The conservative approach to letting the market decide the course of action is laughable. As most financial gurus are explaining nowadays, big corporations and businesses are sitting on capital and not investing. The banks have been bailed-out and they are not lending ... The haves are not spending and the have-nots are going poorer and poorer by the day as there is hardly any opportunity for them.

I personally do not care who wins the election. Both parties are drowning in lobbyists money and they do not represent the common man. I hear empty promises and the winds of discontent are getting stronger.

Time will solve everything. Thank You for the read - interesting.

All the best!


MickeySr profile image

MickeySr 4 years ago from Hershey, Pa. Author

Thanks for the comment, and the thought, Carol.


MickeySr profile image

MickeySr 4 years ago from Hershey, Pa. Author

Mr. Happy ~ the idea of the dictionary definition of terms comes-up quite a bit, but I think is invalid. We all use language in an everyday manner, words mean things and we use them accordingly. But common words that we all use can be adopted by a particular discipline or enterprise and become a term with specific meaning pertinent to that discipline or enterprise; when lawyers talk about a 'brief' they are not speaking of a measurement of duration they are talking about a legal document filed with the court, when baseball players use the word 'error' they're not simply meaning a mistake but are referring to particular play statistically recorded, etc.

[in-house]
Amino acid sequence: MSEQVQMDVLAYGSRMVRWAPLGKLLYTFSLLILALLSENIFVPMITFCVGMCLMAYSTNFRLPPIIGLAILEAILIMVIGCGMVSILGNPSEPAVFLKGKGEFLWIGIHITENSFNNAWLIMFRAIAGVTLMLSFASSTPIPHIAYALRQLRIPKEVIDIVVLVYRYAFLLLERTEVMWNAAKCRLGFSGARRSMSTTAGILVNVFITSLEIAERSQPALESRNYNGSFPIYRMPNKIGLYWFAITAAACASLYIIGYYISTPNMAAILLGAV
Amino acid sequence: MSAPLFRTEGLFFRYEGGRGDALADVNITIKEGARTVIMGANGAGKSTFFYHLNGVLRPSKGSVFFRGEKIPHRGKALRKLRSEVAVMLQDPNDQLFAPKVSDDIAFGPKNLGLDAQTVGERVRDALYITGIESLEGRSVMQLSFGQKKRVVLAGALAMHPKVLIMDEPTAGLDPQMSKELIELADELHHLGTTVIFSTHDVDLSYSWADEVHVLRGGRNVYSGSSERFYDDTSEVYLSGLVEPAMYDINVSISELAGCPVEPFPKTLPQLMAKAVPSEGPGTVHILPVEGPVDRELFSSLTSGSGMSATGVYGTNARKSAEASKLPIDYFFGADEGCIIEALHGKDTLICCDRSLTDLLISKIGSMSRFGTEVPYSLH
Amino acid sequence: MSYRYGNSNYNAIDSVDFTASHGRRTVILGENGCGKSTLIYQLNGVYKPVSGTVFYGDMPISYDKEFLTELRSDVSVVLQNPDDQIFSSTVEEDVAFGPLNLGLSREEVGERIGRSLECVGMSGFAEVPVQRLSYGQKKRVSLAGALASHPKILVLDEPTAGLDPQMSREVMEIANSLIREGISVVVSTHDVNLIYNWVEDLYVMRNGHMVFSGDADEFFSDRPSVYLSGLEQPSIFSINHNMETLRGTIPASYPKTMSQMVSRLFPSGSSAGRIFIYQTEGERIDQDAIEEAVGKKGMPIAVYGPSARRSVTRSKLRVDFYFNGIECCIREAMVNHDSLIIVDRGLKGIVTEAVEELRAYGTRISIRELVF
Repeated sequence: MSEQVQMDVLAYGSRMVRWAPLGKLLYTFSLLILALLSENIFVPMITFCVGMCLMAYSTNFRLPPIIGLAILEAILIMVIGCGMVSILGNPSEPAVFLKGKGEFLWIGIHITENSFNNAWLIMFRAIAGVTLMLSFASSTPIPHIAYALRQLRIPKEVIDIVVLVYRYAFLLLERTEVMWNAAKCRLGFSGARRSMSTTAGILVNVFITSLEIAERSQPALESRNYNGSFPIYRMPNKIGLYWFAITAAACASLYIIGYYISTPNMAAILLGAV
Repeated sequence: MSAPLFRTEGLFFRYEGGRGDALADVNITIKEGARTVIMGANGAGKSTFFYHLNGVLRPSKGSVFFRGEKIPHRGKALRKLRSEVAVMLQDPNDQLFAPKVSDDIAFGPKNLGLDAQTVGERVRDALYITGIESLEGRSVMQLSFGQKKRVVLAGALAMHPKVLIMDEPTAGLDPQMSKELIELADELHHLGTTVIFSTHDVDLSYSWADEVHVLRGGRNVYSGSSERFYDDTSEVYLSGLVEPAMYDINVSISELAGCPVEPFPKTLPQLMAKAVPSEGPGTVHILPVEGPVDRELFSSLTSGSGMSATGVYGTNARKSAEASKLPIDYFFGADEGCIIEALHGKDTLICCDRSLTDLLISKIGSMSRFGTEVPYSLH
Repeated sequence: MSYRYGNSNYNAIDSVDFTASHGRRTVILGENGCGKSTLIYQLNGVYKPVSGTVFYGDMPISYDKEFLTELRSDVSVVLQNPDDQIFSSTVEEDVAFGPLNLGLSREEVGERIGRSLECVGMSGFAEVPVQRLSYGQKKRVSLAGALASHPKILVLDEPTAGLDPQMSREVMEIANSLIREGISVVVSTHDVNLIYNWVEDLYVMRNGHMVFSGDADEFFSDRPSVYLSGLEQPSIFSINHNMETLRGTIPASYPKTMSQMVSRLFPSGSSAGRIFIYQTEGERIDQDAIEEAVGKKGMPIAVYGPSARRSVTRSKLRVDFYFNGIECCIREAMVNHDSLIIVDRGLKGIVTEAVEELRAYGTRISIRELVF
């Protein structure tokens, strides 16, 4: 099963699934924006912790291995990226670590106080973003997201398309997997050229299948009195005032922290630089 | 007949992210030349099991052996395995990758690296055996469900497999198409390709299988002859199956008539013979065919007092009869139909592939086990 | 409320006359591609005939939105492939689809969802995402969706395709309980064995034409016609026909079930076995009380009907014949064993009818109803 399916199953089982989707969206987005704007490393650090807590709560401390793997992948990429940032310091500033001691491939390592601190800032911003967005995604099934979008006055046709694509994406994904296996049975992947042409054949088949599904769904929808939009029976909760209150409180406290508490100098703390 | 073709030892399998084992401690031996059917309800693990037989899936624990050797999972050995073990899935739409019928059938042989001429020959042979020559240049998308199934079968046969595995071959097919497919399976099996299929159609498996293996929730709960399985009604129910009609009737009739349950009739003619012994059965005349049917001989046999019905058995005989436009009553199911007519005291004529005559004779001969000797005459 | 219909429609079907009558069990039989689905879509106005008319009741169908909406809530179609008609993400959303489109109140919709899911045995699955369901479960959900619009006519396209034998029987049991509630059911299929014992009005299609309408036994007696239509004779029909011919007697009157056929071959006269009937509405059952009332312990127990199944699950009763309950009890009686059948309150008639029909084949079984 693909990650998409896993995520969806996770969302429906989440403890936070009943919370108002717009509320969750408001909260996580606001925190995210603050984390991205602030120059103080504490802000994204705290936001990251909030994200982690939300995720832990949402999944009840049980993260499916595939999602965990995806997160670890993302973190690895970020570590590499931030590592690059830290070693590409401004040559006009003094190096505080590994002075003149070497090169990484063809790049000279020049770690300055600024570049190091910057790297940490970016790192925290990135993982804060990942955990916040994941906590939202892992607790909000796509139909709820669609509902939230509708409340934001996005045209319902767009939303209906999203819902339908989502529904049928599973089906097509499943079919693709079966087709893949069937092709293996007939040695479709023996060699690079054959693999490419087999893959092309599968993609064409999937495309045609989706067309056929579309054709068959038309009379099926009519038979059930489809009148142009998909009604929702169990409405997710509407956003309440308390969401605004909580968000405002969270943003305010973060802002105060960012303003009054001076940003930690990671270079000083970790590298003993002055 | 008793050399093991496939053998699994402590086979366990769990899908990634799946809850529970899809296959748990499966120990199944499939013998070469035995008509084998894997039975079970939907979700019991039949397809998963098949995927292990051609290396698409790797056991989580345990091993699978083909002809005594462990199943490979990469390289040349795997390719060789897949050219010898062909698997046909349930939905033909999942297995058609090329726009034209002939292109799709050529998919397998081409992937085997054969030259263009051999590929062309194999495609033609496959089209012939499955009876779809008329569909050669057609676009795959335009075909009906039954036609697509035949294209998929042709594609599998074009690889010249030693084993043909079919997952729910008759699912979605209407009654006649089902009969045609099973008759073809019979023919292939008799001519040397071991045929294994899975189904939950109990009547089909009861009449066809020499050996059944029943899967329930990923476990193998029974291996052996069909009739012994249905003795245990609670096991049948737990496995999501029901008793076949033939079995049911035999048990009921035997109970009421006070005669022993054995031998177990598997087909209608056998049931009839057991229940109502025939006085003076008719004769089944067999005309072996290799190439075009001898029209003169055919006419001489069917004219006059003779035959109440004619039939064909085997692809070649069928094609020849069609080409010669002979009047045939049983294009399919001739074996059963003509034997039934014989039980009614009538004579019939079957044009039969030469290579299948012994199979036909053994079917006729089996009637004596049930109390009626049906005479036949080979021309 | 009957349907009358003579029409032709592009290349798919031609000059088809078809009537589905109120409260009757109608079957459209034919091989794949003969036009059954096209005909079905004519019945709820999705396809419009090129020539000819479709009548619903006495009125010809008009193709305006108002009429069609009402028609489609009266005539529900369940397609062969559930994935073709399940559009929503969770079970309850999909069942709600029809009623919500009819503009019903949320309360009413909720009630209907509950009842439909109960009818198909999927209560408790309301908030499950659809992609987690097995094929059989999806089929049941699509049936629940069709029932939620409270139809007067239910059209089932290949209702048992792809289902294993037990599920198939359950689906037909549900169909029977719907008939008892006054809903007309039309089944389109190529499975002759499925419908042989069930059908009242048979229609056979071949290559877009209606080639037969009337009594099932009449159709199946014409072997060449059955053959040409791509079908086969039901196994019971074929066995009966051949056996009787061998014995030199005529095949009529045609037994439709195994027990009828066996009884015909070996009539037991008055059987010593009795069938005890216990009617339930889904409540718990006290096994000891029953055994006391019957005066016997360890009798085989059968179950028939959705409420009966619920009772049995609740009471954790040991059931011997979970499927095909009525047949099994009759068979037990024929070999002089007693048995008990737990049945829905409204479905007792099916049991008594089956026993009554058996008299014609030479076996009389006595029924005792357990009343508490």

In political philosophy the everyday common words 'liberal' and 'conservative' have come to be used as specified terms, they don't necessarily carry the dictionary definition of what it means to be liberal or conservative as we commonly use those words outside of politics. I think the reason those particular words became attached to these two competing political ideas has to do with one group (the 'liberals') preferring to 'interpret' The Constitution in a liberal manner, making our contemporary disposition inform it's meaning, being very liberal or lenient with the document's original intent - whereas the other group (the 'conservatives') preferred to understand The Constitution in a conservative manner, informing our contemporary disposition in accord with it's meaning, being very conservative or circumspect regarding the document's original intent.